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What are the Different Kinds of Small Claims Forms?

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  • Written By: Daphne Mallory
  • Edited By: Melissa Wiley
  • Last Modified Date: 27 September 2017
  • Copyright Protected:
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    Conjecture Corporation
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Completing and submitting small claims forms is a requirement for both plaintiffs and defendants when a lawsuit is filed. Jurisdictions vary on the forms required as well as the associated fees, but there are basic forms that many court systems use. The names for forms often vary, but in general these are a Plaintiff’s Claims, Defendant’s Claims, Proof of Service, Authorization to Appear, Judgment, and Motion to Set Aside Default and Court Order. Some forms are filled out prior to the commencement of the case, some are filed once the court opens the case, and others are filed after a judgment is entered. A small claims attorney may prepare each form on behalf of a client, but court systems often make the forms straightforward so that pro se litigants can fill them out on their own.

Plaintiff’s Claims and Defendant’s Claims are the two most popular small claims forms. The Plaintiff's Claims is the complaint filed by the plaintiff and is used to initiate the case. The plaintiff has to list the legal basis of the lawsuit, why the defendant is liable, and why damages are due. Many jurisdictions do not require the plaintiff to name a specific monetary amount for damages, but it often cannot exceed what’s allowable in small claims court. The Defendant’s Claim is the brief answer to the plaintiff’s complaint, and a separate form is often required if the defendant wants to countersue the plaintiff.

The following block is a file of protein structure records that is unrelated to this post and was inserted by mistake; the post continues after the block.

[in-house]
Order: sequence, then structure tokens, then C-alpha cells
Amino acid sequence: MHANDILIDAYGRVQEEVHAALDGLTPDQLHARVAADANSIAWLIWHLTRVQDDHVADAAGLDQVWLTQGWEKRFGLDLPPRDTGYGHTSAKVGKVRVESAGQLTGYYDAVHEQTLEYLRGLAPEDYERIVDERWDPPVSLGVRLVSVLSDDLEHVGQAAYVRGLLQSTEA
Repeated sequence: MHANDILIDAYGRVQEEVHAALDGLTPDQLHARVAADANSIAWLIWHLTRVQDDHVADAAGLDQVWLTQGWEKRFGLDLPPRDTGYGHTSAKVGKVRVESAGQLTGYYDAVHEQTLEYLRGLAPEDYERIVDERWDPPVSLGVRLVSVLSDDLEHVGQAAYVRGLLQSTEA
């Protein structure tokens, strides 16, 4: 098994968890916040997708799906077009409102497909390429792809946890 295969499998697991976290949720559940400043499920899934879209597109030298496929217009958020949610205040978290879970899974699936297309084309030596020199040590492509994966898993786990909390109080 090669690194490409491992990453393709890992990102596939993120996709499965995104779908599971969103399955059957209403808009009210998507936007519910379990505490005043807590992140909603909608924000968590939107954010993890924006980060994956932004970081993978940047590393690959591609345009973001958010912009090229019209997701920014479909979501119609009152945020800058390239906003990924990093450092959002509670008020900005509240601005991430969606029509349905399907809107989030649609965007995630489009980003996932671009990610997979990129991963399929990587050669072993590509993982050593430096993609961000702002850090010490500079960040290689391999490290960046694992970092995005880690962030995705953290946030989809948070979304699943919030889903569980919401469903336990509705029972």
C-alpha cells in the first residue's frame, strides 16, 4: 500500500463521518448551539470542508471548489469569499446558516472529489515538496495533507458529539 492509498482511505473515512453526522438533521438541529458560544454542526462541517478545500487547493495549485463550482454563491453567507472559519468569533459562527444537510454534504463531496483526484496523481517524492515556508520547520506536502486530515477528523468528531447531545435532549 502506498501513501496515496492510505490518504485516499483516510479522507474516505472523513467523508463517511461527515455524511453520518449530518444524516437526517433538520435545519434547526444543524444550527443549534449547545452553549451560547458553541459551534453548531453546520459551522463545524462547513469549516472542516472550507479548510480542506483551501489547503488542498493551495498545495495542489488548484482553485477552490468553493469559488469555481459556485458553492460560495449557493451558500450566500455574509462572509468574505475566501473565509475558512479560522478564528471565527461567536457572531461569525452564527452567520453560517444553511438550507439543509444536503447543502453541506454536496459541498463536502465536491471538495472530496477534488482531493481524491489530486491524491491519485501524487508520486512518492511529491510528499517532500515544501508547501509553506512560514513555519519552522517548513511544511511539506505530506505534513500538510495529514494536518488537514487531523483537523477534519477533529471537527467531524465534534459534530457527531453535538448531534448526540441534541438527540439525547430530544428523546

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Proof of Service forms are the small claims forms that are necessary to prove that the defendant was served with the Plaintiff’s Claim. The court case cannot often proceed unless there’s proof of service, because if the defendant fails to appear he may lose the case by default. Some defendants may not be able to appear, or if a company is sued, a representative has to appear. The Authorization to Appear form is often used by persons who want to appear on behalf of someone else or an entity. For example, if a defendant is imprisoned, a relative or spouse would submit the Authorization to Appear form to the court clerk.

The judge fills out a Judgment form, which states his decision in the case, whether in favor of the plaintiff or the defendant, and the damages awarded if applicable. One of the small claims forms that a defendant can use if she is unable to appear in court and a judgment is entered against her is the Motion to Set Aside Default and Court Order. In the form, the defendant asks the court to rescind the judgment and asks for a new trial.

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